Clothing and laundry - It pays to learn what you can claim
Do you need to wear a suit to work? Or perhaps you need to wear a uniform emblazoned with your company's logo? Perhaps you work in a clothes shop and have to come to work wearing clothes bought in that store? It's important to clarify your employer's dress code policy so you can confirm how to claim clothes come tax time.
What can you claim?
- You can claim a deduction for occupation-specific clothing. This means it is specific to your occupation, is not every day in nature and allows the public to easily recognise your occupation. An example of this is the checked pants a chef wears.
You can claim a deduction for protective clothing and footwear you wear to protect yourself from the risk of illness or injury posed by
the activities you undertake to earn your income. The clothing must provide a sufficient degree of protection against that risk. Examples
- Fire-resistant and sun-protection clothing
- Hi-vis safety vests
- Non-slip nurse's shoes
- Steel-capped boots
- Overalls, smocks and aprons you wear to protect your ordinary clothes from soiling or damage.
You can claim a deduction for a compulsory or non-compulsory uniform that is unique and distinctive to the organisation you work for:
- Unique if it has been designed and made only for the employer
- Distinctive if it has the employer's logo permanently attached and the clothing is not available to the public
- You can't claim a deduction for the cost of purchasing or cleaning clothes you bought to wear for work that are not specific to your occupation, such as black trousers and a white shirt, or a suit, even if your employer says this is compulsory. There items are conventional, not usually a specific type and not sufficiently distinctive or unique to your employer.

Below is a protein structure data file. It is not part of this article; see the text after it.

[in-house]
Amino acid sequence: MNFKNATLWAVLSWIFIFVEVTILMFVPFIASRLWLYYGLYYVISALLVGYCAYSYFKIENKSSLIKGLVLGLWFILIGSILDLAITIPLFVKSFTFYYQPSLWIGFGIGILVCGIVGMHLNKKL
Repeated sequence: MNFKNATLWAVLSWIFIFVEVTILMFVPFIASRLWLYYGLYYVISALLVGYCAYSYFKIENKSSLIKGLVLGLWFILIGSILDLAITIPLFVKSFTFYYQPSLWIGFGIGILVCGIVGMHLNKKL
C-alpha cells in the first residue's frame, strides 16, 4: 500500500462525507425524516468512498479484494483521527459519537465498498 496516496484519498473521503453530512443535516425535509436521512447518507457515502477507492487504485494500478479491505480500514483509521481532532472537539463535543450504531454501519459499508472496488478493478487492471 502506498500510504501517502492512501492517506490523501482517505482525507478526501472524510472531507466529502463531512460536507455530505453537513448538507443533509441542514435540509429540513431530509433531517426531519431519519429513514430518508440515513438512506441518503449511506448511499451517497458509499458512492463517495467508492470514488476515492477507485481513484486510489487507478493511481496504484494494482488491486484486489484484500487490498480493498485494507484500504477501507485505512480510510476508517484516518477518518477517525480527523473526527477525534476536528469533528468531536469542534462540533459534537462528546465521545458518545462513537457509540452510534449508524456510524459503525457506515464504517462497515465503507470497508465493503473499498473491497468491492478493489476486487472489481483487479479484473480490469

- You can't claim a deduction for ordinary clothes (such as jeans, drill shirts, shorts, trousers, socks or closed shoes) as they lack protective qualities designed for the risks of your work.
Cleaning of work clothes
It's possible to claim the costs of washing, drying, ironing and dry-cleaning eligible work clothes. Written evidence for your laundry expenses, such as diary entries and receipts must be kept if both the amount of your claim is greater than $150, and your total claim for work-related expenses exceeds $300.
Instead, for washing, drying and ironing you do yourself, the ATO allows you to use the following amounts to work out your laundry claim:
- $1 per load (this includes washing, drying and ironing) if the load is made up only of work-related clothing, and
- 50 cents per load if other laundry items are included.
For further queries or information please don't hesitate to contact The Money Edge.
The Money Edge | Bundaberg